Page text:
However, cities will still retain the ability to set their own business license fees and thresholds with BLS or FileLocal.


Regulatory Business Licenses

Some cities also impose additional regulatory licenses and fees upon certain classes of business that, in their analysis, require additional regulation and oversight for code enforcement or public safety purposes.

RCW 35.90.010(6) defines a "regulatory business license" as "a license, other than a general business license, required for certain types of businesses that a city has determined warrants additional regulation…"

Examples of business types that some cities have chosen to impose regulatory business license requirements upon include, but are not limited to:

  • Adult entertainment
  • Amusement device operators
  • Debt collectors
  • Door-to-door salespersons
  • Fireworks stands
  • Heavy manufacturing
  • Home-based businesses
  • Live entertainment
  • Marijuana-related businesses
  • Massage parlors
  • Mobile food vendors
  • Private ambulance services
  • Short-term rentals
  • Taxicab and other for-hire vehicle operators
  • Towing companies
  • Trade show operators

Revenue-Generating Licenses and Head Taxes

Some cities raise revenue by charging business license fees on a sliding scale based on criteria such as number of employees or number of employee hours worked (sometimes known as a "head tax") or the square footage of the business. See the examples later on this page.


Examples of EHB 2005 Business License Ordinances

​As noted earlier, cities and towns must update their general business license ordinances to include the model provisions by October 17, 2018 for current BLS partner cities and by January 1, 2019 for all other cities. As cities and towns begin adopting new ordinances, we will post a few examples here.

  • Bainbridge Island Ordinance No. 2018-21 (2018) – Updating municipal code references in accordance with BLS business license system requirements; includes section on marijuana businesses.
  • Bonney Lake Ordinance No. 1602 (2018) – Exempts out-of-town businesses below $2,000 threshold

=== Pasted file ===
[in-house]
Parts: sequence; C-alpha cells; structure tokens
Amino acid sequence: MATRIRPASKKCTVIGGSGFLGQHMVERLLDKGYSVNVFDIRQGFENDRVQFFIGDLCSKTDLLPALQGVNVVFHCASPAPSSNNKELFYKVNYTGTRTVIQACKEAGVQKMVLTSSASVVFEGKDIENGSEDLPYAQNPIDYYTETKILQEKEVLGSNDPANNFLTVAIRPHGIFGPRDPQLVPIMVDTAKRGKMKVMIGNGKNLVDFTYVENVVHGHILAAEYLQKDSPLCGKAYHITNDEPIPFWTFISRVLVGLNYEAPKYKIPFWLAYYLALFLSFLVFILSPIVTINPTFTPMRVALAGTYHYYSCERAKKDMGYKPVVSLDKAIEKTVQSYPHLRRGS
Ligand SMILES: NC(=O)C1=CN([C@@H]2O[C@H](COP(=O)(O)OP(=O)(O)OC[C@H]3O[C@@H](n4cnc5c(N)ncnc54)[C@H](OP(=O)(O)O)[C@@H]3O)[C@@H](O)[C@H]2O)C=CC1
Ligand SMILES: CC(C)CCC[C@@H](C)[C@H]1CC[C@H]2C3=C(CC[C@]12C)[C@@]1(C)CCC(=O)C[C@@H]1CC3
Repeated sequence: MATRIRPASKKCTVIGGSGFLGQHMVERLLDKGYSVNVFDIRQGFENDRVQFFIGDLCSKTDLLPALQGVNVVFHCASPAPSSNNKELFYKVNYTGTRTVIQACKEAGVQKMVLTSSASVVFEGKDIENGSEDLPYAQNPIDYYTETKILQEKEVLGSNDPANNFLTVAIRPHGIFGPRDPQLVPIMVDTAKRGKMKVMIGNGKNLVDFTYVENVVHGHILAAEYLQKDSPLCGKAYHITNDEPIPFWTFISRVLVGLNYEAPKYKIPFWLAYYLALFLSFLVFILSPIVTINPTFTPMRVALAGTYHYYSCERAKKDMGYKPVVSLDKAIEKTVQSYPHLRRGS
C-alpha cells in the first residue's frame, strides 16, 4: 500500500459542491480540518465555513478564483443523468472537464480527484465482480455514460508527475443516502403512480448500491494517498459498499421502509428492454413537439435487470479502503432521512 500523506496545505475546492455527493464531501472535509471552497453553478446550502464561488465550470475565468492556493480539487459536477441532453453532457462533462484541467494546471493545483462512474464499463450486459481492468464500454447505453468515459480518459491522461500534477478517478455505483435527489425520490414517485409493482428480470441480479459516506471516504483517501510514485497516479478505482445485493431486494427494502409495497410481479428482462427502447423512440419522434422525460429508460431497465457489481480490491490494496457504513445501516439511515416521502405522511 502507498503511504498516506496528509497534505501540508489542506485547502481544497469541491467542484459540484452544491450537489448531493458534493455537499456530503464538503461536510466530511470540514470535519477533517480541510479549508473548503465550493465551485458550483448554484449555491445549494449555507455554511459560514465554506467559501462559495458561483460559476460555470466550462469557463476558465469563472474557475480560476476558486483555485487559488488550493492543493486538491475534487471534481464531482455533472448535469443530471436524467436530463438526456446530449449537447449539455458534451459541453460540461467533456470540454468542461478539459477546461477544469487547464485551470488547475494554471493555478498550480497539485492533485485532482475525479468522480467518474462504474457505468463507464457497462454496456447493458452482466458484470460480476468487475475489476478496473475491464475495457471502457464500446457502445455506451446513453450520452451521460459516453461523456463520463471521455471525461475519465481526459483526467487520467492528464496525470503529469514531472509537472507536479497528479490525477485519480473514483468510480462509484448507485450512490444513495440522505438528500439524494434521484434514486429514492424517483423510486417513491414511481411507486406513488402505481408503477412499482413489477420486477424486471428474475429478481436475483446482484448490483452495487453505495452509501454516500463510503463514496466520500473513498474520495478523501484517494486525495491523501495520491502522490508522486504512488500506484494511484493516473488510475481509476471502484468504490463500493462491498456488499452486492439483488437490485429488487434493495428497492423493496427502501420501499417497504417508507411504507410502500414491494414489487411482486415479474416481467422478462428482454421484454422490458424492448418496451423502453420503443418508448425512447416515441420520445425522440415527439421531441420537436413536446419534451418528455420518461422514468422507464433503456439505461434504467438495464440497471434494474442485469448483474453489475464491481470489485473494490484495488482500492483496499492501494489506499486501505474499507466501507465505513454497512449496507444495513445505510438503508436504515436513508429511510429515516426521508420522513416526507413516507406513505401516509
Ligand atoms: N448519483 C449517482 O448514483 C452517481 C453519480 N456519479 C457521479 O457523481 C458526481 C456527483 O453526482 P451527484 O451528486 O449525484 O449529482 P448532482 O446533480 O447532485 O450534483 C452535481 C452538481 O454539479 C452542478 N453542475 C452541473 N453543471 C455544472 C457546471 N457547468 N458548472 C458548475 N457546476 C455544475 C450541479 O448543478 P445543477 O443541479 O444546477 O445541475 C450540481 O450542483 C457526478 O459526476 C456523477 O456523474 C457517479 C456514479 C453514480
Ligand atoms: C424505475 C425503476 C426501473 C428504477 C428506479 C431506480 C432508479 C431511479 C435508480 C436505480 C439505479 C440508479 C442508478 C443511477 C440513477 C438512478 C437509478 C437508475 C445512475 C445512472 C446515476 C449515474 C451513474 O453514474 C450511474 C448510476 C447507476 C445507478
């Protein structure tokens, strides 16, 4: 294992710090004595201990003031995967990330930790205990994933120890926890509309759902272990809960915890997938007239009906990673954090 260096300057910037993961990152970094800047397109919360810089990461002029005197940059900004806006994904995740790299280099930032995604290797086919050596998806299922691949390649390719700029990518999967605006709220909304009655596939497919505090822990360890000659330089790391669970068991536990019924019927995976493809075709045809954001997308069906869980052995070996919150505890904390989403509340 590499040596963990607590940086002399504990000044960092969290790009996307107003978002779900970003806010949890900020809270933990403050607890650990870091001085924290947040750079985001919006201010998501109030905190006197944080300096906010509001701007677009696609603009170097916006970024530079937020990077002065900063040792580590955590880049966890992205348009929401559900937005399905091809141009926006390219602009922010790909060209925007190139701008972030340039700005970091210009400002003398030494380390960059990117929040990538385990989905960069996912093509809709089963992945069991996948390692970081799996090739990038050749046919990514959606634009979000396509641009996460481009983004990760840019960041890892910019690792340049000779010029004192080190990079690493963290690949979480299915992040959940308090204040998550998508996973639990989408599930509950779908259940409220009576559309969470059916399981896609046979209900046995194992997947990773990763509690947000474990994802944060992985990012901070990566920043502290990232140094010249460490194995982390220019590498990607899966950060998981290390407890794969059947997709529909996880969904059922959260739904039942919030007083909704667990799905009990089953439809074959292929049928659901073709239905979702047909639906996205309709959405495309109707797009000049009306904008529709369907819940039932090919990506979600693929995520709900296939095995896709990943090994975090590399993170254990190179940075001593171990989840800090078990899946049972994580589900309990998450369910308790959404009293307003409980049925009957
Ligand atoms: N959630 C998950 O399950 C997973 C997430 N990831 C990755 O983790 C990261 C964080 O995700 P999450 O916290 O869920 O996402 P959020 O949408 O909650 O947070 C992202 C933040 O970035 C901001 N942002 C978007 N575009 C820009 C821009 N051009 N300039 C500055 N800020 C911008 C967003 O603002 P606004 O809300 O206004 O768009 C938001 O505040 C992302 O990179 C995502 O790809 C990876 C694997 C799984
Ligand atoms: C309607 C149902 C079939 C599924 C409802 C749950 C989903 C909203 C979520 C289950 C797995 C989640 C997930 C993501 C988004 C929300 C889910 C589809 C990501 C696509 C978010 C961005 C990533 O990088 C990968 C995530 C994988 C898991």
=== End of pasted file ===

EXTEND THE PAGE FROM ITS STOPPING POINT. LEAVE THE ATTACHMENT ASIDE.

• Burien Ordinance Nos. 696 and 702 (2018) – Requires no cost licenses under $2,000 threshold
  • College Place Ordinance No. 18-022 (2018) – Requires no-cost licenses under $2,000 threshold
  • East Wenatchee Ordinance No. 2018-09 (2018) – Updates general business license requirements to include EHB 2005 model ordinance language (slightly modified). Current BLS partner city; requires no-cost registration for businesses under $2,000 threshold.
  • Gold Bar Ordinance No. 717 (2018) – Simple and straightforward ordinance; requires no-cost registration for businesses under $2,000 threshold
  • Issaquah Ordinance No. 2843 (2018) – Requires no-cost licenses for out-ot-town businesses with $3,000 or less in business activity; also updates requirements for businesses that contract with the city.
  • Kirkland Ordinance No. O-4648 (2018) – Updates general business license and revenue-generating license (head tax) requirements to comply with EHB 2005. Assigns BLS to manage business licensing, exempts out-of-city businesses with activity under $12,000, and makes other changes in addition to model ordinance language.
  • SeaTac Ordinance No. 18-1032 (2018) – Requires no-cost licenses for out-of-town businesses below $2,000 threshold and makes other adjustments to business license requirements
  • Shoreline Ordinance No. 831 (2018) – Exempts all businesses below $2,000 threshold, including businesses with a physical location within the city.
  • Tukwila Ordinance No. 2588 (2018) – Requires no-cost licenses for out-of-town businesses below $2,000 threshold. License fees depend on number of employees; establishes minimum fee for businesses with no employees located physically within the city.
  • Woodland Ordinance No. 1423 (2018) – Licenses required for out-of-town businesses with less than $2,000 of activity, but establishes numerous exceptions including family farmers, garage/rummage sales, and renting/leasing single-family dwellings.

Business License Fee Schedules

The vast majority of cities in Washington now partner with BLS. For an overview of the business license fee schedules for all BLS partner cities, see the BLS City Fee Sheet. For more details on a particular jurisdiction, refer to the full interactive BLS list of City License Endorsements.

For information on the 10 cities using the FileLocal system, see the FileLocal website.

Also see the Association of Washington Cities (AWC) Tax and User Fee Survey for additional summaries.

Examples of Revenue-Generating Business License Fees


Examples of Business License Webpages

Below are selected examples of city webpages to educate business owners about the local business license requirements.


Last Modified: June 09, 2022